The first is that the incursion has to be understood as an instance of the general assertiveness that China has displayed over the past 3-4 years going back to the 2008 world financial crisis. This assertiveness has if anything increased since Xi Jingping’s rise, but it certainly has not diminished. In other words, the explanation here is a systemic one: China, on the rise, and increasingly aware of its position since the economic meltdown (which it weathered better than the US and the Western powers, indeed the rest of the world), has chosen to test its power. The incursion may or may not have been directed by Beijing, but once it had occurred and India reacted to it, China was determined to stay put to show that it can impose its will on its neighbours. Staying put demonstrated India’s helplessness and relative weakness and China’s determination and strength. It sent a message not just to New Delhi but also to the rest of Asia and the US, all of which have been looking to India to provide some kind of balance to China. In addition, Beijing may have wanted to see what kind of international reaction there would be to the incursion, just as it has perhaps been testing international reaction in the East and South China Sea.
A second explanation rests on the nature of the bilateral relationship. One variant of this explanation is that China was genuinely concerned about some Indian bunkers that had been built in a strip of land in Chumar in Ladakh which is close to where the Chinese incursion eventually occurred. Local Chinese commanders may have judged this to be a violation of the status quo by India and may have chosen to confront the Indian presence. A second variant is that the Chinese wanted to test Indian responses and capabilities – military, diplomatic, and political. A third variant is that the new leadership of Xi Jingping and Li Keqiang wanted to speed up the process of a border settlement with India, and precipitating a small crisis might have been part of an attempt to shock both countries into focusing on a settlement. A version of this is that China wanted India to react quicker to its recent proposal to sign a Border Defence Cooperation Mechanism. New Delhi had not replied to this proposal for several weeks, and Beijing wanted to provoke India into replying (which India finally did on May 18, with a counterproposal, just before Li Keqiang’s visit).
Finally, we could explain the incursion in terms of China’s internal politics and decision making. One possibility is that an overzealous local commander on the Chinese side decided to take matters into his own hands, perhaps in response to Indian bunker-building and that his actions had nothing to do with Beijing. But the more political explanation is that the incursion and the precipitating of a small crisis was part of an internal struggle within China in the Xi Jingping-Li Keqiang transition. This explanation depends on the argument that factions with the Communist Party and People’s Liberation Army that have been trying to embarrass Xi Jingping ever since the leadership transition began two, even three years ago, and that China’s diplomatic and military assertiveness and various missteps in Asia can be traced back to Beijing’s lack of control over dissenting groups within the political order.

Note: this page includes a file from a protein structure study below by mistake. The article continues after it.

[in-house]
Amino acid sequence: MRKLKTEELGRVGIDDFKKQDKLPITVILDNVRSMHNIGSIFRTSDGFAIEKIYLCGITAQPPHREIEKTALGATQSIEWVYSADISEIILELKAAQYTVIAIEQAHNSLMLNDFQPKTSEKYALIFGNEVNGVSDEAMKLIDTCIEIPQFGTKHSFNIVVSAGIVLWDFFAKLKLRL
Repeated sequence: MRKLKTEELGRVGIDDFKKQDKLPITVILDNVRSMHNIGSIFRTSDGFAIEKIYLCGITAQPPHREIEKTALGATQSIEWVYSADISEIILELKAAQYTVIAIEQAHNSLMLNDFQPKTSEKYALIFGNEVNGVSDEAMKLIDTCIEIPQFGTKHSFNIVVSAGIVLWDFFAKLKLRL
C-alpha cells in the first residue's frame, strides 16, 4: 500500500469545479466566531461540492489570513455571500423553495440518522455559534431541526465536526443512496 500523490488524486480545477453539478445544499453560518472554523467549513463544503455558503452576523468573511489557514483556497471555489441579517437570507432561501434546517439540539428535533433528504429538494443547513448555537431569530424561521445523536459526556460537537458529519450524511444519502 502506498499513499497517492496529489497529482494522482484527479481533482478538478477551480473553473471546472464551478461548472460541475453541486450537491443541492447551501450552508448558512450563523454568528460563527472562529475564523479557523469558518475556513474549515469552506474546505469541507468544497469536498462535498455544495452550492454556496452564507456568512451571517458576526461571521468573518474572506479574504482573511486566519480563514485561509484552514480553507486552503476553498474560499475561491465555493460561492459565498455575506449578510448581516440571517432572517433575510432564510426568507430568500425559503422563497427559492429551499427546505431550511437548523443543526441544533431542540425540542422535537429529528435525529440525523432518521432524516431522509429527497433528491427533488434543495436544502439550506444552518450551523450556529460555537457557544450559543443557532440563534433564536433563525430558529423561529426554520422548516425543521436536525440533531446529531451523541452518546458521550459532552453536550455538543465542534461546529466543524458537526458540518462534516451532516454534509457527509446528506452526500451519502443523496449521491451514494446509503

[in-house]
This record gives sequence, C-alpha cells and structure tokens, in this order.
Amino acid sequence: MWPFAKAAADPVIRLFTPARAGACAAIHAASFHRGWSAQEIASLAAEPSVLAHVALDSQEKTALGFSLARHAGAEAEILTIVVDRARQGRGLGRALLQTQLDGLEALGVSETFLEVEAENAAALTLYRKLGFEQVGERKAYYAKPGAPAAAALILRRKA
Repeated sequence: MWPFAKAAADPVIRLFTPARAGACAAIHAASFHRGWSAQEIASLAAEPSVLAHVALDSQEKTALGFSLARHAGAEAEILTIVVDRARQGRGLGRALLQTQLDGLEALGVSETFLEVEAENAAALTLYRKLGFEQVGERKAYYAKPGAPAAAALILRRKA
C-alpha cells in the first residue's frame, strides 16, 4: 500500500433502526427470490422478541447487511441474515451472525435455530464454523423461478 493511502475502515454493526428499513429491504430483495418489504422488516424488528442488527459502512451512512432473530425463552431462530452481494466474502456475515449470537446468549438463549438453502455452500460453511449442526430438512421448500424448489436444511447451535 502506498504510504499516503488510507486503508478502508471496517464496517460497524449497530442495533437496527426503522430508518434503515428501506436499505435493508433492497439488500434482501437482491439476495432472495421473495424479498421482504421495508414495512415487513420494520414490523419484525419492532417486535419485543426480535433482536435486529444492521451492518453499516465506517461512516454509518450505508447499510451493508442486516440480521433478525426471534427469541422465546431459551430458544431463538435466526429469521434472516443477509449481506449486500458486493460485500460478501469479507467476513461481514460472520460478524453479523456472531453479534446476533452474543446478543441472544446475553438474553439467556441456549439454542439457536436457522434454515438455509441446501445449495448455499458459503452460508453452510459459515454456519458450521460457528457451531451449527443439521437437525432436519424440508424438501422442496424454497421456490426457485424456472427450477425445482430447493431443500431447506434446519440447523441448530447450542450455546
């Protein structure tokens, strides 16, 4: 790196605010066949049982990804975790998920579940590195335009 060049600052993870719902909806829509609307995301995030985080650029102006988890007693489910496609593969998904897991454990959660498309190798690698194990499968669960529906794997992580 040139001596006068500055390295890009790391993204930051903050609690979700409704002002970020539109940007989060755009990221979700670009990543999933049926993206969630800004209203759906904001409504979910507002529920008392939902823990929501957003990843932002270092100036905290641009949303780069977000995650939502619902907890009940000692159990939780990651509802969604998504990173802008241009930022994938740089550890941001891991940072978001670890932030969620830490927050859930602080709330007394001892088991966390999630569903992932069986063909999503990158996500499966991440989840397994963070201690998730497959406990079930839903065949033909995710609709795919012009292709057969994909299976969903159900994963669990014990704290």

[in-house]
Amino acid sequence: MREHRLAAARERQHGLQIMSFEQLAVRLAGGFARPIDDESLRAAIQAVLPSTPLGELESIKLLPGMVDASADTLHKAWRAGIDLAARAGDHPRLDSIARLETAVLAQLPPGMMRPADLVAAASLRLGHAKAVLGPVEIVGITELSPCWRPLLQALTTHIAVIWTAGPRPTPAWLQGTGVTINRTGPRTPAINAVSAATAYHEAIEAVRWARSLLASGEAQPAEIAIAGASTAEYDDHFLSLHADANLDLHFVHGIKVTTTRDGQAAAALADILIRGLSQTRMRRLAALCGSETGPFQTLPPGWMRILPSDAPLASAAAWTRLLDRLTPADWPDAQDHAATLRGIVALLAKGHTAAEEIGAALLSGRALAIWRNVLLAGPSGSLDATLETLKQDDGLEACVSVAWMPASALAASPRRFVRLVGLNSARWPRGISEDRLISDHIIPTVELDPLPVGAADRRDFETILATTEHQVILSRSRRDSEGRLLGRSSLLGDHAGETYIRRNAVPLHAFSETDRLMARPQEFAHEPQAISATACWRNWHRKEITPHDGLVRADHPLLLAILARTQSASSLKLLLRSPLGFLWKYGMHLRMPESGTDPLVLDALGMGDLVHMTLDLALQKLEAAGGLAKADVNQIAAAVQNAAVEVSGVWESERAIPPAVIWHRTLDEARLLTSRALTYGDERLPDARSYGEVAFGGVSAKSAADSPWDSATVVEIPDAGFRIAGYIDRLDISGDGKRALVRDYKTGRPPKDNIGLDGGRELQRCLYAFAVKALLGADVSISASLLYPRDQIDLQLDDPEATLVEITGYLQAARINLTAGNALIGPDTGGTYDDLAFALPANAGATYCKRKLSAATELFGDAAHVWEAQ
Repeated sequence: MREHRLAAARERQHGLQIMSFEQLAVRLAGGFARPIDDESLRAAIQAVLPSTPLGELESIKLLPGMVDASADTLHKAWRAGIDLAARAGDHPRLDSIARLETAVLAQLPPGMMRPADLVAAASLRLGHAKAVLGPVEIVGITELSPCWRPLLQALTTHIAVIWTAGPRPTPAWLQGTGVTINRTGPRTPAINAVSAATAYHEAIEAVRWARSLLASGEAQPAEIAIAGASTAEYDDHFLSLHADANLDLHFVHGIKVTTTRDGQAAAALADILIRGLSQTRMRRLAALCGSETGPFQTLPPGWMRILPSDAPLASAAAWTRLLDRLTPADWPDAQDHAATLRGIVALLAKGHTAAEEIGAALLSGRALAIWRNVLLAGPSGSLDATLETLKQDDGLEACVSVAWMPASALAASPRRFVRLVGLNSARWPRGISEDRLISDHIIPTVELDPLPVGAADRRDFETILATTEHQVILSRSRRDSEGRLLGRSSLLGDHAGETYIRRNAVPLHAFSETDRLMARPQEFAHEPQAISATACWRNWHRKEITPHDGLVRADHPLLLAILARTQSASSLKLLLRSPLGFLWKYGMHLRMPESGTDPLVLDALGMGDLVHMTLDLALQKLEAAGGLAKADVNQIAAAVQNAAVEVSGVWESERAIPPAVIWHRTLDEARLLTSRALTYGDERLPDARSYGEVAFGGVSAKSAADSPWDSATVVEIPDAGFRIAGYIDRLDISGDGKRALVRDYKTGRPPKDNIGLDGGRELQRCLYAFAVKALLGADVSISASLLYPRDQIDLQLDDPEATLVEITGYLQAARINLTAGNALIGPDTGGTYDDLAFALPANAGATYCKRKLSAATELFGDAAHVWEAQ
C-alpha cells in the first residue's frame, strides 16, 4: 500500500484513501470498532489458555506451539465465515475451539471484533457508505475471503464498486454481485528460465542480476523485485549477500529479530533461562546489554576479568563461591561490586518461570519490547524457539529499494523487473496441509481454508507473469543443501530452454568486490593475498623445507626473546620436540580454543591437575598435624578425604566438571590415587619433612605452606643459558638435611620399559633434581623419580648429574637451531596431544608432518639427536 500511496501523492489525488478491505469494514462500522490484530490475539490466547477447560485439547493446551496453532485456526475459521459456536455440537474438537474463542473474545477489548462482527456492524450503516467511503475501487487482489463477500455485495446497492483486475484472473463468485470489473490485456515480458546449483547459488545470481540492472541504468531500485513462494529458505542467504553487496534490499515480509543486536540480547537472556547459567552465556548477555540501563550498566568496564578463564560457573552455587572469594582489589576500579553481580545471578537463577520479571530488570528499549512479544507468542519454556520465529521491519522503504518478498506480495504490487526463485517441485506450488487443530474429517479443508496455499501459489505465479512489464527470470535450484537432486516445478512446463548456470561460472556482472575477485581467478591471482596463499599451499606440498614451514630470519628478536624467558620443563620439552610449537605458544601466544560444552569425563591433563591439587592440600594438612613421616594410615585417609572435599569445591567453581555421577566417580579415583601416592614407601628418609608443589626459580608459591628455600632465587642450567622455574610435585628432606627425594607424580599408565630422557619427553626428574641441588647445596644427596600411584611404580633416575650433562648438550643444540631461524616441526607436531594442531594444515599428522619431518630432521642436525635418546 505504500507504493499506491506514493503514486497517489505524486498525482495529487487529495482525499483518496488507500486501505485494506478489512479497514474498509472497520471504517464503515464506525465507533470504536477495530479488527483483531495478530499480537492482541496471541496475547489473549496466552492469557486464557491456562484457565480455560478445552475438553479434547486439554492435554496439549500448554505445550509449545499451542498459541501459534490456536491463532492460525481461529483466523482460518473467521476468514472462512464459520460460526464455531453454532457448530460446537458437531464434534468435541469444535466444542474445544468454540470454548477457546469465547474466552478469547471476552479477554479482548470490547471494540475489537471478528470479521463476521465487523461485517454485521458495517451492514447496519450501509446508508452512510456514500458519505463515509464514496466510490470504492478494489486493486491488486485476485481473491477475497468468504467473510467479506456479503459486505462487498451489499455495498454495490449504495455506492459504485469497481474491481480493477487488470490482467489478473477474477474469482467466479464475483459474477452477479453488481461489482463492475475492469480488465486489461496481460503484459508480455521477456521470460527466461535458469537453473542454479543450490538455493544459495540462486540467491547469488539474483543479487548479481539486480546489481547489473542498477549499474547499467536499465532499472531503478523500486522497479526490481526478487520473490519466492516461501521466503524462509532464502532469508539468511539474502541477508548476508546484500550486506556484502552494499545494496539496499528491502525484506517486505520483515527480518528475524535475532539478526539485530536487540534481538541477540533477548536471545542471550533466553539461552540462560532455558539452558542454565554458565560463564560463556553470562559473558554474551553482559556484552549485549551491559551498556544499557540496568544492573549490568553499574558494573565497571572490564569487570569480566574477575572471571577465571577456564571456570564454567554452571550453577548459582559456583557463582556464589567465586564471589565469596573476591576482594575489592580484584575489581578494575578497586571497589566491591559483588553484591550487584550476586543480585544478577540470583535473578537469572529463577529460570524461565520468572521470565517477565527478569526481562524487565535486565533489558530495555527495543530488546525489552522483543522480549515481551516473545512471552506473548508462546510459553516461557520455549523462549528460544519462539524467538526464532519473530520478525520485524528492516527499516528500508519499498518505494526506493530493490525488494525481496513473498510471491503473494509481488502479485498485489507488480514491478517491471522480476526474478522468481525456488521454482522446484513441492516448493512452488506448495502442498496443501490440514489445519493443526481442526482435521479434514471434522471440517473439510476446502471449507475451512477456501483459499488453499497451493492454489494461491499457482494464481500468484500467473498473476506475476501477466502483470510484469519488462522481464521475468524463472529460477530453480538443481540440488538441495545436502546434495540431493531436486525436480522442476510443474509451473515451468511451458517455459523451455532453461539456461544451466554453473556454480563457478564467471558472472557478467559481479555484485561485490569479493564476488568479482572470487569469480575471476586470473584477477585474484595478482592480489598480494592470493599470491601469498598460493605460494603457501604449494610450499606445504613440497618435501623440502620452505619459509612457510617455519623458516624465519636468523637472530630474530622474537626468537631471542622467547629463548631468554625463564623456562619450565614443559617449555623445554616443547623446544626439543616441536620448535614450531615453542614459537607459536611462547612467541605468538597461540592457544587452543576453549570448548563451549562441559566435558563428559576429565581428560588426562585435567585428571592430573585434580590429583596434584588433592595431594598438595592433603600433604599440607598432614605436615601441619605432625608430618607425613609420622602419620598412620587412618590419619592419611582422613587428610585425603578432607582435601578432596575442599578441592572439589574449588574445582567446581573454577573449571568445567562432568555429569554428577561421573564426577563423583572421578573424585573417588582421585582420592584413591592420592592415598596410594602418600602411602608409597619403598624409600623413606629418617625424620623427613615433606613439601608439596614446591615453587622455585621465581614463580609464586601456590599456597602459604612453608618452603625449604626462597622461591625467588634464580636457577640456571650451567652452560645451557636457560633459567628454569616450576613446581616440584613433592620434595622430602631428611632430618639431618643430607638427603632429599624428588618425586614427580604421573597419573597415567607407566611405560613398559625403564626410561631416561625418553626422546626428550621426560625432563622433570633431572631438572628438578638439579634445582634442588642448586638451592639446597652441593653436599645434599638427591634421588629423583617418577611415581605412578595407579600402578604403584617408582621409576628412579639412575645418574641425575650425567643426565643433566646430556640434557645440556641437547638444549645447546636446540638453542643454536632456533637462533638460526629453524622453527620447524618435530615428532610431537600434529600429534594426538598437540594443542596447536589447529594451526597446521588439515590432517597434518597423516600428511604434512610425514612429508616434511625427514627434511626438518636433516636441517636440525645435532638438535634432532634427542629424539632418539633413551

Which of these explanations fits the bill? Indian decision makers will be poring over reports and statements in the coming months to try and figure it out. Prime Minister Manmohan Singh is due to go to Beijing later in 2013. Until then, it is clear that India has decided to firm up ties with Japan and Australia in particular. Just days after Li Keqiang’s visit to India (and Pakistan), Manmohan Singh set off for a highly-publicized visit to Japan; and the Indian Defence Minister travelled to Australia. There was a visibly warmer tone to both visits than might have been otherwise expected. The effect of the Chinese incursion may well have provoked India to seek out friends and allies in Asia in a way that it has been resisting for many years.
The opinions expressed in this blog are personal and do not necessarily represent the views of Global Brief or the Glendon School of Public and International Affairs.